Boston Bruins v Toronto Maple leafs

Today Jonas Siegel of TSN wrote a column on Jake Gardiner, which included a few quotes from the Leafs’ struggling young defenseman. And by “struggling,” I mean “struggling to earn the games and minutes some think he deserves.”  If you haven’t picked it up yet, I’m among those people (I wrote this, after all.)

And, with Ryan O’Byrne in tonight, it’s possible he could once again find himself in the press box.

Here’s what Gardiner had to say in the piece, which caught my eye (emphasis mine):

“I think I have to be better defensively with coach Carlyle,” Gardiner said of the contrast between Carlyle and his first coach in the NHL, Ron Wilson. “It seems like he’s a little more detailed than Wilson was in that sense. Last year it seemed like I could, not get away with anything, but just [be] more offensive-minded than defensive.”

That emphasis and balance has shifted.

They want me to join the rush,” Gardiner explained, “[but now] I’m just thinking defence first all the time, make sure I don’t get scored on out there. But anytime there’s a rush I’m going to try and join it if I can.”

It’s pretty simple dude. Just join the rush and focus on defense.

Toronto Maple Leafs v Boston BruinsThis is a fairly standard problem with old-school coaches, at least in my experience.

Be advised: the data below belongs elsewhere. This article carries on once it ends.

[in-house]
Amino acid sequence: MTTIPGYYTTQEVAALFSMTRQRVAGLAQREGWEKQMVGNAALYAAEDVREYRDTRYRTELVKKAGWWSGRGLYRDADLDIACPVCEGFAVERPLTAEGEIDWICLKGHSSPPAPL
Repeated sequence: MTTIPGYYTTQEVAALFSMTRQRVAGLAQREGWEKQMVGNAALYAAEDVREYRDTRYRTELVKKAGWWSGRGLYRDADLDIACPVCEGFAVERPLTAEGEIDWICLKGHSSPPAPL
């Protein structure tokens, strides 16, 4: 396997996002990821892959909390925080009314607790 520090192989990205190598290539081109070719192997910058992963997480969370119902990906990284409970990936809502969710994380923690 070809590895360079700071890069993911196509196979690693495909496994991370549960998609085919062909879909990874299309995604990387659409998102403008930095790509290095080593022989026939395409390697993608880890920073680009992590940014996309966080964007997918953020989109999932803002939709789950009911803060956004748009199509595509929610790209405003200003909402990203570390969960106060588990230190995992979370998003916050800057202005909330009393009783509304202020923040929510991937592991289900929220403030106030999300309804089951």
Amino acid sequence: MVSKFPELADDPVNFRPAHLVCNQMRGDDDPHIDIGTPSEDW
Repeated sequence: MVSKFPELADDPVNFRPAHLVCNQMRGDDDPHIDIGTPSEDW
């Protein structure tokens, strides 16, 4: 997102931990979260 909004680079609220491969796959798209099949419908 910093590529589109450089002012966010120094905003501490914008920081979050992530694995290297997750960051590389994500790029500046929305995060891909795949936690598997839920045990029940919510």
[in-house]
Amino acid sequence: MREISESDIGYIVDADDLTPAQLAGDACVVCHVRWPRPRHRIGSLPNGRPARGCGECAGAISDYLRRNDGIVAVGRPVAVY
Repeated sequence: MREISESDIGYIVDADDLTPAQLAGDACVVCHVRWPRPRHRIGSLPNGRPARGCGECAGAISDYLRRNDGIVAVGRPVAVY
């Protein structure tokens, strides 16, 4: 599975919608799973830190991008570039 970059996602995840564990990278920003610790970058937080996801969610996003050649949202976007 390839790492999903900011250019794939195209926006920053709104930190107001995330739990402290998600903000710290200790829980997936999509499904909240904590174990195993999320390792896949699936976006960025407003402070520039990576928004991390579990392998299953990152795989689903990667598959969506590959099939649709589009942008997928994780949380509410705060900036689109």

For some reason, if a player is defensively responsible, he can log endless minutes for his club, even if he’s a goddamn nightmare offensively. Because everyone can dump the puck in, all you have to do is be capable on D and you can make it work and get to play.

Yet you can be one of the more offensively talented players around, and if you struggle on D, old-school coaches have no patience for you, despite what you may create for the team. You may put together a play your average player never could, but by god, you will not get the chance to if you get beat back to your own net.

And so it goes with Gardiner. Toronto has him in a place where they’re crossing his wires – we need you to be better defensively, but also keep providing the offense we know you can. Got it, coach.

That’s not how it works, or at least not how it should work. If you’re putting a kid in the pressbox because he’s struggling at one thing in particular, you can’t punish him for paying attention to that one thing and letting something else slide. How much can a player do in one shift? You need all the pieces to put together The Puzzle, which you could legitimately have with a player like Gardiner, so you need to make exceptions: we’re not asking you to score 30 points this year, we’re asking you to work on your D. Once you get that down, we can get back to doing what we know you can at the other end. One thing at a time.

They want me to join the rush,” Gardiner explained, “[but now] I’m just thinking defence first all the time, make sure I don’t get scored on out there. But anytime there’s a rush I’m going to try and join it if I can.”

Pretty simple.

I’m a Jake Gardiner fan – of his talent-level, at the very least – so I like to bitch about this stuff. I just can’t imagine how convoluted the message must be for him right now. He’s concussed, he’s sent down, he’s called up, he’s healthy scratched, they want defense, they want offense, they want it all. Now.

It doesn’t seem like it would be that hard to just let the kid be and let him get in a groove. But apparently it is.